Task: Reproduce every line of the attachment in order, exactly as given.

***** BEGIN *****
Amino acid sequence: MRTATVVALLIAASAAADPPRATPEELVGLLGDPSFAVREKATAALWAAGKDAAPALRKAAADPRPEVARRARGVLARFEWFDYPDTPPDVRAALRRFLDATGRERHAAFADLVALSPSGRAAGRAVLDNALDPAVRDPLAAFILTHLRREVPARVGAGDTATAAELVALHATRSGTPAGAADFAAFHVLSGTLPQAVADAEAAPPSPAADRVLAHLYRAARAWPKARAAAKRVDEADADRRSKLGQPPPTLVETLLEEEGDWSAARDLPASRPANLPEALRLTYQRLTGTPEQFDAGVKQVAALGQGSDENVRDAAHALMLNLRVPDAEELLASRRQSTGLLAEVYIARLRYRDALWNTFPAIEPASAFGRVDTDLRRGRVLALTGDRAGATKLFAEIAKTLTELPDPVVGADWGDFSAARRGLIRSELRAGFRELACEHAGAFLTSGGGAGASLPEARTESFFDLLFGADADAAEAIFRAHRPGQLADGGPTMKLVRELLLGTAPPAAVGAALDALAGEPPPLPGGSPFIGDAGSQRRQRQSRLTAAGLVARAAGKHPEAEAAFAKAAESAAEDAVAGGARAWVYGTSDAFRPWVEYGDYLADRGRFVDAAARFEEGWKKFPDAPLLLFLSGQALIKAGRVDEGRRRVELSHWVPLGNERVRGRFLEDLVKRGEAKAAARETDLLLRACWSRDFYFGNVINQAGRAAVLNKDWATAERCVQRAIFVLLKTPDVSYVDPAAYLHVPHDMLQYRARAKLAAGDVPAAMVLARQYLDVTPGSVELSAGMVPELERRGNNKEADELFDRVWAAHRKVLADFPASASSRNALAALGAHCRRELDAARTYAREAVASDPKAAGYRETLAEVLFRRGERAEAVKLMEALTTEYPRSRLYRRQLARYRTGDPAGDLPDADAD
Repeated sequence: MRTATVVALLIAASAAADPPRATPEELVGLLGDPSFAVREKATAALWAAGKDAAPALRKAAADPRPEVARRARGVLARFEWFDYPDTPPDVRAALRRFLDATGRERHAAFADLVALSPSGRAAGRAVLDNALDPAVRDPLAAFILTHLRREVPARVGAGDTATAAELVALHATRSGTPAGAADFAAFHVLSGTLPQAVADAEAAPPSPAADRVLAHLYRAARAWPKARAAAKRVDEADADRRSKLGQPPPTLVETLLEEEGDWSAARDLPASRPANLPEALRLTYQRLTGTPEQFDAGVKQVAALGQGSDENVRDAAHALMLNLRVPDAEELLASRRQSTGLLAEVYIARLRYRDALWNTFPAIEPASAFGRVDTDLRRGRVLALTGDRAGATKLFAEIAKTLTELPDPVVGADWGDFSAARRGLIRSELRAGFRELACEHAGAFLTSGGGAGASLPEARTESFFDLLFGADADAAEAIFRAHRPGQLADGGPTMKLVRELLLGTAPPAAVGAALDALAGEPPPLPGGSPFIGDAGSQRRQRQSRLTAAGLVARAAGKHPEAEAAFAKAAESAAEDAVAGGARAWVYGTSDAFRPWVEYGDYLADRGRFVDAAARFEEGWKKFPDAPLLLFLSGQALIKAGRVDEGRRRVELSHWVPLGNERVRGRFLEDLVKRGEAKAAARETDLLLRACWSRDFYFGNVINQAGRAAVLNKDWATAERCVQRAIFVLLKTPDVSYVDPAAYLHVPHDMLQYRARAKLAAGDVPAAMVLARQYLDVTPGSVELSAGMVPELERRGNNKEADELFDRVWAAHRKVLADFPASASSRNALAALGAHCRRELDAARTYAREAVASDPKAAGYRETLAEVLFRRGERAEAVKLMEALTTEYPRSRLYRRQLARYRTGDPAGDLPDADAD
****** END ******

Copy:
Amino acid sequence: MRTATVVALLIAASAAADPPRATPEELVGLLGDPSFAVREKATAALWAAGKDAAPALRKAAADPRPEVARRARGVLARFEWFDYPDTPPDVRAALRRFLDATGRERHAAFADLVALSPSGRAAGRAVLDNALDPAVRDPLAAFILTHLRREVPARVGAGDTATAAELVALHATRSGTPAGAADFAAFHVLSGTLPQAVADAEAAPPSPAADRVLAHLYRAARAWPKARAAAKRVDEADADRRSKLGQPPPTLVETLLEEEGDWSAARDLPASRPANLPEALRLTYQRLTGTPEQFDAGVKQVAALGQGSDENVRDAAHALMLNLRVPDAEELLASRRQSTGLLAEVYIARLRYRDALWNTFPAIEPASAFGRVDTDLRRGRVLALTGDRAGATKLFAEIAKTLTELPDPVVGADWGDFSAARRGLIRSELRAGFRELACEHAGAFLTSGGGAGASLPEARTESFFDLLFGADADAAEAIFRAHRPGQLADGGPTMKLVRELLLGTAPPAAVGAALDALAGEPPPLPGGSPFIGDAGSQRRQRQSRLTAAGLVARAAGKHPEAEAAFAKAAESAAEDAVAGGARAWVYGTSDAFRPWVEYGDYLADRGRFVDAAARFEEGWKKFPDAPLLLFLSGQALIKAGRVDEGRRRVELSHWVPLGNERVRGRFLEDLVKRGEAKAAARETDLLLRACWSRDFYFGNVINQAGRAAVLNKDWATAERCVQRAIFVLLKTPDVSYVDPAAYLHVPHDMLQYRARAKLAAGDVPAAMVLARQYLDVTPGSVELSAGMVPELERRGNNKEADELFDRVWAAHRKVLADFPASASSRNALAALGAHCRRELDAARTYAREAVASDPKAAGYRETLAEVLFRRGERAEAVKLMEALTTEYPRSRLYRRQLARYRTGDPAGDLPDADAD
Repeated sequence: MRTATVVALLIAASAAADPPRATPEELVGLLGDPSFAVREKATAALWAAGKDAAPALRKAAADPRPEVARRARGVLARFEWFDYPDTPPDVRAALRRFLDATGRERHAAFADLVALSPSGRAAGRAVLDNALDPAVRDPLAAFILTHLRREVPARVGAGDTATAAELVALHATRSGTPAGAADFAAFHVLSGTLPQAVADAEAAPPSPAADRVLAHLYRAARAWPKARAAAKRVDEADADRRSKLGQPPPTLVETLLEEEGDWSAARDLPASRPANLPEALRLTYQRLTGTPEQFDAGVKQVAALGQGSDENVRDAAHALMLNLRVPDAEELLASRRQSTGLLAEVYIARLRYRDALWNTFPAIEPASAFGRVDTDLRRGRVLALTGDRAGATKLFAEIAKTLTELPDPVVGADWGDFSAARRGLIRSELRAGFRELACEHAGAFLTSGGGAGASLPEARTESFFDLLFGADADAAEAIFRAHRPGQLADGGPTMKLVRELLLGTAPPAAVGAALDALAGEPPPLPGGSPFIGDAGSQRRQRQSRLTAAGLVARAAGKHPEAEAAFAKAAESAAEDAVAGGARAWVYGTSDAFRPWVEYGDYLADRGRFVDAAARFEEGWKKFPDAPLLLFLSGQALIKAGRVDEGRRRVELSHWVPLGNERVRGRFLEDLVKRGEAKAAARETDLLLRACWSRDFYFGNVINQAGRAAVLNKDWATAERCVQRAIFVLLKTPDVSYVDPAAYLHVPHDMLQYRARAKLAAGDVPAAMVLARQYLDVTPGSVELSAGMVPELERRGNNKEADELFDRVWAAHRKVLADFPASASSRNALAALGAHCRRELDAARTYAREAVASDPKAAGYRETLAEVLFRRGERAEAVKLMEALTTEYPRSRLYRRQLARYRTGDPAGDLPDADAD